Undergraduates Share Unique Projects At Their Second Research Symposium
- Posted by Monica Zuraw
- on May 9, 2016
Brown CS undergraduates recently showcased their hard work at the second annual research symposium. A panel of judges viewed their research projects, and the top three were awarded prizes. “This symposium is extraordinary,” said one of the judges, Professor Sorin Istrail. “We are surrounded by a very unique group of students here. They have shown an amazing amount of growth and passion.”
The research projects spanned a wide variety of interesting topics. Sam Kortchmar is a singer, but has trouble reading music. He created a solution to this problem by finding a way to learn music through visualization where you can essentially “fly through” the song in virtual reality. “Researching as an undergraduate is a great way to build relationships with professors,” says Sam. “They can become great role models.” Another one of the undergrads, Advik Iyer Guha, says, “It is one of the best ways to truly find out if you are passionate enough about a problem or if you want to do a PhD.” His research project focused on finding ways to improve human-robot collaboration with object placement.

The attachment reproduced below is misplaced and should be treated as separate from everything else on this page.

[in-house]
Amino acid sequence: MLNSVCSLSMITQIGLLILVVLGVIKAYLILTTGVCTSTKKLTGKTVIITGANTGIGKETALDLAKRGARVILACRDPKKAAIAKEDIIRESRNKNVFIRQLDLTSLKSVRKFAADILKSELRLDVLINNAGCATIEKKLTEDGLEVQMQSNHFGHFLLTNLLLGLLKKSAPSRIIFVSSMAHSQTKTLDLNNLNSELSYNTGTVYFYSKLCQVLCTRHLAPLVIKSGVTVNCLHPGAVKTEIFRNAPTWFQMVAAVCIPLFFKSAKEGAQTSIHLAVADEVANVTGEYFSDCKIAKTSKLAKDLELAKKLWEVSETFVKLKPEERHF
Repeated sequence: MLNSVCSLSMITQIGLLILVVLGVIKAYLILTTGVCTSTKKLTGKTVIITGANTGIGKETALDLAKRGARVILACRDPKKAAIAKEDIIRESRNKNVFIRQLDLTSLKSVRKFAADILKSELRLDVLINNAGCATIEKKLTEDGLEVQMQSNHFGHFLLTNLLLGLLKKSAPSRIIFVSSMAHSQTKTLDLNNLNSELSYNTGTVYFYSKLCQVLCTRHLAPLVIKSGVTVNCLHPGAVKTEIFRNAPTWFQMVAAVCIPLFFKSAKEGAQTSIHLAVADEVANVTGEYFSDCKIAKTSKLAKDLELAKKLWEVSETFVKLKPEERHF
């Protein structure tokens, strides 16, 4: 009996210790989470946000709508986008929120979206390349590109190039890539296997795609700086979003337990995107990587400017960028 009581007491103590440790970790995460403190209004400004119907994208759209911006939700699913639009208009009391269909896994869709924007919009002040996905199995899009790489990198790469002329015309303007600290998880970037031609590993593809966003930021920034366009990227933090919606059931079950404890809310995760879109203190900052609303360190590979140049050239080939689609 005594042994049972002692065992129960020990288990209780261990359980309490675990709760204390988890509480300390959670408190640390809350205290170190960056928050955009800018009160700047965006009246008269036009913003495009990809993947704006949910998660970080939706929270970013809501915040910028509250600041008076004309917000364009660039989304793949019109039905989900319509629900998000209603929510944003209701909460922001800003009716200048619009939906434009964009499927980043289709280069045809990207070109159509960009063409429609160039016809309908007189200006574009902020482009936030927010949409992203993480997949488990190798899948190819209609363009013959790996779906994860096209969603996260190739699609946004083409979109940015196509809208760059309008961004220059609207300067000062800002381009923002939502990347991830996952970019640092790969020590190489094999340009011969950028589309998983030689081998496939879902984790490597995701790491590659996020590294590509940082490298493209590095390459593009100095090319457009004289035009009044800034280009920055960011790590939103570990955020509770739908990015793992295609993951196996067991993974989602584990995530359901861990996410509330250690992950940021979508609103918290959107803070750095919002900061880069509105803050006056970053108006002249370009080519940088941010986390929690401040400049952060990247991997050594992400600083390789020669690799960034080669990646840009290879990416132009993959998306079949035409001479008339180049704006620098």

The three winning projects included Julia Romanski’s process for improving large-scale evacuations during natural disasters, Daniel Seidman’s method for time efficient determination of identical by descent tracts between unphased genotypes, and Emily Wu’s social feedback for robotic collaboration. “This was definitely the most fun and challenging thing I have done at Brown,” said Emily. “It gave me a great taste of self-directed study.”
For more information, click the link that follows to contact Brown CS Communications Outreach Specialist Jesse C. Polhemus.